In the decade since her last LP, New York City lifer Marnie Stern stepped back from her solo career at the edge of math rock to focus on domestic life. In the late 2000s and early 2010s, she was at the forefront of the new millennium’s wave of noisy, kinetic rock acts, showing off a gymnast’s flexibility on a string of high-energy records. In a twist on a day job, Stern has spent much of the last 10 years playing guitar in Seth Meyers’ late-night backing band—a gig more conducive to raising kids than the interminable grind of touring. But, she says, she never lost sight of the guitar as a “blank canvas.”
Stern reclaims her place among the era’s most commanding guitarists on her polished fifth LP, The Comeback Kid, a densely packed showcase of her distinctive style. The latest set is noisy at the core and fuzzy at the edges, heavy on fingertapping and busy melodic displays that snap together elements of punk, grunge, and surf rock. Re-sharpening the rounded edges that shaped much of 2013’s The Chronicles of Marnia, Stern flaunts a reinvigorated spirit in searing songs that live up to the playfully celebratory mood she establishes in the album’s title.
In press materials, Stern described making the new LP as an exercise in learning to “start being myself again.” Any time she wondered whether a choice was too strange, she’d remind herself that this was her project: “I’m allowed to do whatever I want!” In that spirit, “Plain Speak” opens the album with bright, bristly, major-key riffs that she tempers with layered vocal harmonies. “I can’t keep on moving backwards,” she barks, standing firm at the center of the song’s dizzying tilt-a-whirl spin.
She leans further into her idiosyncrasies on “Believing Is Seeing,” unleashing a creepy, almost cartoonish cry—“This place is cold! I can’t hear you!”—over icy ostinato guitar before stepping sideways into a series of riff-heavy passages. “What if I add this? And this?” she asks as she heaps layers of guitar onto the mix, playing up the self-referential humor. The churning energy of “The Natural” and the short bursts of “Oh Are They” both channel classic elements of ’80s and ’90s underground rock; her repeated yelps have the feeling of a rallying cry.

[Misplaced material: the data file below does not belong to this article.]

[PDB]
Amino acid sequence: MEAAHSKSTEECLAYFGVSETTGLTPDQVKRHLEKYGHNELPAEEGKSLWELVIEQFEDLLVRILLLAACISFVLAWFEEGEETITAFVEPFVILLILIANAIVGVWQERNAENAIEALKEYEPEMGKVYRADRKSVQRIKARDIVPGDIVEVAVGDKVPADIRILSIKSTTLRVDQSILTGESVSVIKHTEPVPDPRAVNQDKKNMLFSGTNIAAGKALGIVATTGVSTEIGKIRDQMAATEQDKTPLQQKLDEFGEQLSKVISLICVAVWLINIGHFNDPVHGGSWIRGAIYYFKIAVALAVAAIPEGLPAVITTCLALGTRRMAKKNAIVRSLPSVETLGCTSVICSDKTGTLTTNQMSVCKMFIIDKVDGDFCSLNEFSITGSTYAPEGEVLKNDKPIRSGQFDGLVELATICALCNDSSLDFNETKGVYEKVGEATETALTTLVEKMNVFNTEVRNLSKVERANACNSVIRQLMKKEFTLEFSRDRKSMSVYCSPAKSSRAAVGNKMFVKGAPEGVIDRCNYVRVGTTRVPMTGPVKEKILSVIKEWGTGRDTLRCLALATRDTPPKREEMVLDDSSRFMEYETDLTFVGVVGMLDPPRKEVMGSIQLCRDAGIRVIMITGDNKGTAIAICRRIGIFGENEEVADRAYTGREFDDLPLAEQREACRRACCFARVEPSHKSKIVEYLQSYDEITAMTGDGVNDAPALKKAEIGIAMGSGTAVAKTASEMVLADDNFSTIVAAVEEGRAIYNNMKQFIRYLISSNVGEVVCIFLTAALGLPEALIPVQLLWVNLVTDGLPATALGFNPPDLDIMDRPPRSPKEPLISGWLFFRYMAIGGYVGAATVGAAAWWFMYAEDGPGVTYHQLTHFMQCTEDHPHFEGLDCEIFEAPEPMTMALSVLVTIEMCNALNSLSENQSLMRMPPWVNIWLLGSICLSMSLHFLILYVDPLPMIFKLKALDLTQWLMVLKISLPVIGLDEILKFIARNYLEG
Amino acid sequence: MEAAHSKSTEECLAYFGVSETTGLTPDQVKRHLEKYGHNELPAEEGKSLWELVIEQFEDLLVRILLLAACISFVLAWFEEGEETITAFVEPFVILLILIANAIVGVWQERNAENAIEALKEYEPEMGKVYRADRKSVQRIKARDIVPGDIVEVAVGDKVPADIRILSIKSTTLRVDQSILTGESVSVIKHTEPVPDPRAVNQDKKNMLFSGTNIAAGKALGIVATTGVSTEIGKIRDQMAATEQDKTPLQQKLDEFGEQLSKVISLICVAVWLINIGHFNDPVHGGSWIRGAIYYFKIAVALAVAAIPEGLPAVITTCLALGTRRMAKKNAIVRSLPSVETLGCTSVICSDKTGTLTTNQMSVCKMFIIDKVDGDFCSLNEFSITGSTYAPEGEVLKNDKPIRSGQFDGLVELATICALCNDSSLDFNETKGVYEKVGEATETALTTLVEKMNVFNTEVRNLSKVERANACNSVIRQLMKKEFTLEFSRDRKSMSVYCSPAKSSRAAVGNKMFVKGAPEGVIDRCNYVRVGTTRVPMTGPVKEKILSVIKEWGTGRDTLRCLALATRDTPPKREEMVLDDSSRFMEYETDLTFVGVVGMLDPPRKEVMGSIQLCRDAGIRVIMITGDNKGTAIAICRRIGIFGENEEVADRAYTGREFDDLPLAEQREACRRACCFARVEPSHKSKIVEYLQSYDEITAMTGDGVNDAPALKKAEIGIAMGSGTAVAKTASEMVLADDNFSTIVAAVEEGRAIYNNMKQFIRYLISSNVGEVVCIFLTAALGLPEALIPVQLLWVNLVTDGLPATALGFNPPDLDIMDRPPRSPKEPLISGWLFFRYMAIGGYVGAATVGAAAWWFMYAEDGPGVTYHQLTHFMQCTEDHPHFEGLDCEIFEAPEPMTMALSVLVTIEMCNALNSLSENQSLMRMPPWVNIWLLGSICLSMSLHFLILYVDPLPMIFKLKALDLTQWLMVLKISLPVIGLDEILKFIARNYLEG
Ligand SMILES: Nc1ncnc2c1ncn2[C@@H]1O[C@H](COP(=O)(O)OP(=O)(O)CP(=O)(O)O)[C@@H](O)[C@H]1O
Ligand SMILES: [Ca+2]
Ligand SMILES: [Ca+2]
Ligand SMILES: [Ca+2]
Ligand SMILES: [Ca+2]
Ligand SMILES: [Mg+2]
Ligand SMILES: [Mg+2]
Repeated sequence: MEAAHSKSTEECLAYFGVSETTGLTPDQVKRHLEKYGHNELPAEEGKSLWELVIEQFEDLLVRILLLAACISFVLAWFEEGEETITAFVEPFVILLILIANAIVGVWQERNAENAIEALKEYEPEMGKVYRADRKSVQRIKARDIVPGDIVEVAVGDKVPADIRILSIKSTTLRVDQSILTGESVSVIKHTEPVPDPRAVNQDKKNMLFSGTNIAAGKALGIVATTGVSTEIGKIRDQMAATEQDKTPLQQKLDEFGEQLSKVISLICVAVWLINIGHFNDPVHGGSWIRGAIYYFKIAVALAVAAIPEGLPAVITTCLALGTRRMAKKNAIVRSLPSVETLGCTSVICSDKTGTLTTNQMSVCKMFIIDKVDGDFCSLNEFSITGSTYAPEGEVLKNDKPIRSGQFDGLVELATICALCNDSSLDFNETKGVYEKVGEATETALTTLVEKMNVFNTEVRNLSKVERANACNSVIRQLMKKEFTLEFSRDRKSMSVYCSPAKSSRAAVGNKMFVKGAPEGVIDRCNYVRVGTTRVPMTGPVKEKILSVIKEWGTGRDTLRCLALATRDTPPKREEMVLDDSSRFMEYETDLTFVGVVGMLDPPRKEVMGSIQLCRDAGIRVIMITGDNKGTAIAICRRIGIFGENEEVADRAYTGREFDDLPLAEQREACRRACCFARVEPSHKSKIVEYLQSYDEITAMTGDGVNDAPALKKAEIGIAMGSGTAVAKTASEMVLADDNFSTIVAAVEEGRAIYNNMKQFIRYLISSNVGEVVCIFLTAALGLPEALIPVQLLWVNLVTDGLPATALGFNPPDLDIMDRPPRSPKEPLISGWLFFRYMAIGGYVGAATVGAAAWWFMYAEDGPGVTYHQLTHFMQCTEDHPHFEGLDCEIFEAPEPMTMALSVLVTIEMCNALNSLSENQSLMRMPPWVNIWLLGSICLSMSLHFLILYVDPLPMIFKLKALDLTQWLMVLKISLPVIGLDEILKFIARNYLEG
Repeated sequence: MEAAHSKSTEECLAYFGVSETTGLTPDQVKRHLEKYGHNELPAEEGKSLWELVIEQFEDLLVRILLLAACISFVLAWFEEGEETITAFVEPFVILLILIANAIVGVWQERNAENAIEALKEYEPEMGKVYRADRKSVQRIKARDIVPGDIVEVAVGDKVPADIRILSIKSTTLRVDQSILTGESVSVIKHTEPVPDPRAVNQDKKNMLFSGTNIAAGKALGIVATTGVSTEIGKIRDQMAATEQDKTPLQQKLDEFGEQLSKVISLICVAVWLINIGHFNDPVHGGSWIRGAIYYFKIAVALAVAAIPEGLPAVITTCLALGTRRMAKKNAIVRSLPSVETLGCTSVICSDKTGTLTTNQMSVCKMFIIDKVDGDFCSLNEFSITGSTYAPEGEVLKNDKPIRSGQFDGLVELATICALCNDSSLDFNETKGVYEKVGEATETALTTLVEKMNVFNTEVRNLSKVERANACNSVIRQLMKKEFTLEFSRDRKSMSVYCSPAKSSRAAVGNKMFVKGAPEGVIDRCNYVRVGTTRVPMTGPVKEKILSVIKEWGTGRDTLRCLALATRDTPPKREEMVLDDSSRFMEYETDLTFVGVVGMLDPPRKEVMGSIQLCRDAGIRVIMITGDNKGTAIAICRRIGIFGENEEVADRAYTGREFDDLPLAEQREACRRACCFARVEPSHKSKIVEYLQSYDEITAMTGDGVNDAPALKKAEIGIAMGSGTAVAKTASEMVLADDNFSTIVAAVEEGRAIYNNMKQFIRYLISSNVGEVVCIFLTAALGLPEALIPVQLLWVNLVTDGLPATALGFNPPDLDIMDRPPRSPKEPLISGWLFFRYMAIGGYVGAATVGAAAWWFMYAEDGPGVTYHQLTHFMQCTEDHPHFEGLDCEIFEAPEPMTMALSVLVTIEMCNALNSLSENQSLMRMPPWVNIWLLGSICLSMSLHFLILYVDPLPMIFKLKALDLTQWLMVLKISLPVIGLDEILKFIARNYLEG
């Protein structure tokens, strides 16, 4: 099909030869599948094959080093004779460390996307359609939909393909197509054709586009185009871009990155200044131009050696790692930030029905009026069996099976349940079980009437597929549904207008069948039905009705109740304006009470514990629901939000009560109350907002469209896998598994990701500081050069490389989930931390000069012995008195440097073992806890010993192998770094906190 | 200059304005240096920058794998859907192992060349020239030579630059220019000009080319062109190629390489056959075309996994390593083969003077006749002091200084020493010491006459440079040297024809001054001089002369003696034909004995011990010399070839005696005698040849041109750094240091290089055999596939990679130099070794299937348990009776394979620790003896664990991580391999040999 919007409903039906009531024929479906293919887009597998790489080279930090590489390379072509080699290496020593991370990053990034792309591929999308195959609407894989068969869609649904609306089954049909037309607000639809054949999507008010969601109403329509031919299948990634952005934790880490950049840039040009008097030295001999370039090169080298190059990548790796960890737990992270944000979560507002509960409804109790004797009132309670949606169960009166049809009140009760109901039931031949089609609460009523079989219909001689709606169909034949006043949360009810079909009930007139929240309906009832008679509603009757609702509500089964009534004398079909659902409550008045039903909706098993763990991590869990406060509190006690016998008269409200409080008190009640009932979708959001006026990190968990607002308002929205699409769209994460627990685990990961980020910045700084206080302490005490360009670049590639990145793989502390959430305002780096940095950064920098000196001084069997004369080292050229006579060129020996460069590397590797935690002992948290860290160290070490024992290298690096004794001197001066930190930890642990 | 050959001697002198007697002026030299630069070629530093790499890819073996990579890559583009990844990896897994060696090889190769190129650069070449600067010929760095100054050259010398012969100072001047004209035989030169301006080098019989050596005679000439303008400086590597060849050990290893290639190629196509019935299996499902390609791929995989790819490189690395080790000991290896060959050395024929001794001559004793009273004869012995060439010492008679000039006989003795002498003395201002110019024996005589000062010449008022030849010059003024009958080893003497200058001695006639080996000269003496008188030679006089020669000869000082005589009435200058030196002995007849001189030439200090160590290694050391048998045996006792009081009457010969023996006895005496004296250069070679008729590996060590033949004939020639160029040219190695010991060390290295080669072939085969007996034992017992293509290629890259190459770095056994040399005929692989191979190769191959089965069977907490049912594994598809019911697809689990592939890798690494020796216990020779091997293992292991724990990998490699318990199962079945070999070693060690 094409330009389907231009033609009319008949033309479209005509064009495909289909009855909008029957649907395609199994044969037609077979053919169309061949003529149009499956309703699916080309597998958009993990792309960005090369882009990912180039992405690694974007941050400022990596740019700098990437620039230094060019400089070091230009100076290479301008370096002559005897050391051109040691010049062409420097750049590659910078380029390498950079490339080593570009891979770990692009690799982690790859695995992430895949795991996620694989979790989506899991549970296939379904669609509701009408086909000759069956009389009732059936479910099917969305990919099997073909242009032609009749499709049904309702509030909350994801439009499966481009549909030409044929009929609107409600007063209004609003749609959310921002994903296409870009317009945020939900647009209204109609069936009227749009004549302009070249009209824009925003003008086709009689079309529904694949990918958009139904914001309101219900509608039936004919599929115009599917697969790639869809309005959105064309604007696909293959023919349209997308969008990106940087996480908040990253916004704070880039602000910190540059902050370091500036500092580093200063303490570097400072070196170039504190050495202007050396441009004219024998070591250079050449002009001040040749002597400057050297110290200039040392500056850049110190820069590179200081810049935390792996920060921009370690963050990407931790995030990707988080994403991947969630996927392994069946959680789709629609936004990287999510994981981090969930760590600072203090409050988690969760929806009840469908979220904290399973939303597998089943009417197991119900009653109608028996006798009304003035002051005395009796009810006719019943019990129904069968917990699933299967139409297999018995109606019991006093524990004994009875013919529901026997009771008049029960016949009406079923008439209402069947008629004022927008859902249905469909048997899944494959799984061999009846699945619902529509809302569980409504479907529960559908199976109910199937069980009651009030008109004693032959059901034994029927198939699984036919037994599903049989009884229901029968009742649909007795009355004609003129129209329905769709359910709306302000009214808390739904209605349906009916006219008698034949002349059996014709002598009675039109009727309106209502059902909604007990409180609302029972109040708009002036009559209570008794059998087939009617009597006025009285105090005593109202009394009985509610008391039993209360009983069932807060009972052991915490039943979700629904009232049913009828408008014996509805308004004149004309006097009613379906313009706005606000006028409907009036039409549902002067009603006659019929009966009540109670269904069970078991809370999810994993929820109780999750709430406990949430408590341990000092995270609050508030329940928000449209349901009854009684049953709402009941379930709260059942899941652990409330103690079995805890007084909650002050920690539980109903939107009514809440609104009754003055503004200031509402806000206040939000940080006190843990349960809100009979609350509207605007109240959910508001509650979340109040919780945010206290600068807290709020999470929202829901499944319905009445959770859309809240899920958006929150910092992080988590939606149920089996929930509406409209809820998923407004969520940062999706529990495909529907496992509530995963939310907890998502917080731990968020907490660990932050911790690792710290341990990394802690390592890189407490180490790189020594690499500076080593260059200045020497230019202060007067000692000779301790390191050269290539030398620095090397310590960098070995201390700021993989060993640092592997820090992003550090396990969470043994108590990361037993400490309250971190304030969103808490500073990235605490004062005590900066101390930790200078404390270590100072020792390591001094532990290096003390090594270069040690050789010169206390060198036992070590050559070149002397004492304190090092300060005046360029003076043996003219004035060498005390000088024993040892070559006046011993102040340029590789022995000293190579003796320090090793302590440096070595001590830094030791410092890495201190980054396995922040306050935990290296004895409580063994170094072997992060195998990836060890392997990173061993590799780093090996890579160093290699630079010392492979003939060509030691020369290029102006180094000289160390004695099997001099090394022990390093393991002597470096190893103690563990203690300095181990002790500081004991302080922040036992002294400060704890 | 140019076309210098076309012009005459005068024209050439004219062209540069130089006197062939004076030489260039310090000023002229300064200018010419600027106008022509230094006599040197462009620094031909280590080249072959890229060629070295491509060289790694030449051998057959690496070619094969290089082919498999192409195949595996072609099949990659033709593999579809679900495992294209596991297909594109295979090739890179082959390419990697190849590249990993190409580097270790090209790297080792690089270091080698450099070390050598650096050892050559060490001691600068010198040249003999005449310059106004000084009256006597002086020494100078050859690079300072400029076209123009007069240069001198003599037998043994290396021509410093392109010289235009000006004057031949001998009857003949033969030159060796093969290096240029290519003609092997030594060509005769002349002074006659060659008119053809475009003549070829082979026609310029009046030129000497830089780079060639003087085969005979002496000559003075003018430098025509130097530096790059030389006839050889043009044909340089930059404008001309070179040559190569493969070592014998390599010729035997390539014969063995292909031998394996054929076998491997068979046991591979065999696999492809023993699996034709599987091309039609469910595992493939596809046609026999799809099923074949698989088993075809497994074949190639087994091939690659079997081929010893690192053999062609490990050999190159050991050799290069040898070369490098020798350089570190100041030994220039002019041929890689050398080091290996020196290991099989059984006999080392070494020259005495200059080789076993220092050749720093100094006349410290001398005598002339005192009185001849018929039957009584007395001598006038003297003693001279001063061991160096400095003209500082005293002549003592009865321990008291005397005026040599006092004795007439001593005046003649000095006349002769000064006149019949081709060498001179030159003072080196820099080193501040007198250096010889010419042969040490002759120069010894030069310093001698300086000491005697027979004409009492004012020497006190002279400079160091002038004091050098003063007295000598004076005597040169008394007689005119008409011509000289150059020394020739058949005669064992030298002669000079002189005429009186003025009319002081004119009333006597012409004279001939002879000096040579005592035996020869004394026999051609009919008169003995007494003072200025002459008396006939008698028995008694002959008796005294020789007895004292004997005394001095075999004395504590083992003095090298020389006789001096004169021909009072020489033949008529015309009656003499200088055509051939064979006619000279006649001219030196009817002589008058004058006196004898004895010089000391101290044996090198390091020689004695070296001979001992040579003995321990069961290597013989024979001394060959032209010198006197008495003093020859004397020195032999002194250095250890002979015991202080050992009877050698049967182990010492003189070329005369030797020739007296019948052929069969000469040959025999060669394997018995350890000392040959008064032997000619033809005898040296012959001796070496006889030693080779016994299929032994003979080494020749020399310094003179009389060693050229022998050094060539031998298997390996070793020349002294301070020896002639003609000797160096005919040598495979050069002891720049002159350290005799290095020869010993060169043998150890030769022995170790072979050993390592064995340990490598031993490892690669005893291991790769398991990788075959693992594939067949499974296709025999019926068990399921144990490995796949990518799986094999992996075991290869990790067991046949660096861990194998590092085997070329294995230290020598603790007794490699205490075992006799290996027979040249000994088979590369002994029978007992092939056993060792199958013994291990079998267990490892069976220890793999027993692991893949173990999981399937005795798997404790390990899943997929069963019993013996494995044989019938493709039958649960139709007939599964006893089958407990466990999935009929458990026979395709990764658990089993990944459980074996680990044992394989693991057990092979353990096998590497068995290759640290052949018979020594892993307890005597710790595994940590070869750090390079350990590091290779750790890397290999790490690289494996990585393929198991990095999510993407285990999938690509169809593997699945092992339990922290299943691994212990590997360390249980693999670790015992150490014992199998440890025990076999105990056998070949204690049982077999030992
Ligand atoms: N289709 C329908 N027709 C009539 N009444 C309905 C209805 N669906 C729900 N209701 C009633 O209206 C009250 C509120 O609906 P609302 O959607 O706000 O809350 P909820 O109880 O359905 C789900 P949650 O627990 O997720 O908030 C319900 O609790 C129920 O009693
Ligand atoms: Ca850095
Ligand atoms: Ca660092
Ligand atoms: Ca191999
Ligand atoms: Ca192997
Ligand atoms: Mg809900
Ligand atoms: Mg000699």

Like the oaky notes of aged bourbon, the particulars of Stern’s technique have only gotten richer since The Chronicles of Marnia. Her dives feel more dramatic, as when she approaches power-metal poses in “Forward” or shreds up a storm in “Working Memory,” and she reaches piercing vocal highs that land between a ’70s psychedelic shriek and a winged mythical beast. Drummer Jeremy Hara is Stern’s reliable companion throughout, complementing her breakneck fretwork with powerful percussive blasts.
After the gleeful pirouettes of the A-side, the album’s back half becomes more reflective. Even when she pursues a more linear path, Stern moves with surprising intensity. She grapples with the blues in the striving “Get It Good,” and “Earth Eater” fizzes with nervous energy as Stern contemplates lingering pain. The ragged, grungy sound of “Til It’s Over” gives it an even darker cast. Hara’s drumming pushes the song relentlessly forward, as if hitting the gas on a long stretch of open road at night.
The Comeback Kid blasts by in under half an hour, and Stern’s impulses to chase her weirdest muses serve her well throughout. She lands her adventurous leaps with breathless energy. Aglow with her triumphant shredding, Stern’s howling return is a neon-haloed song of herself.
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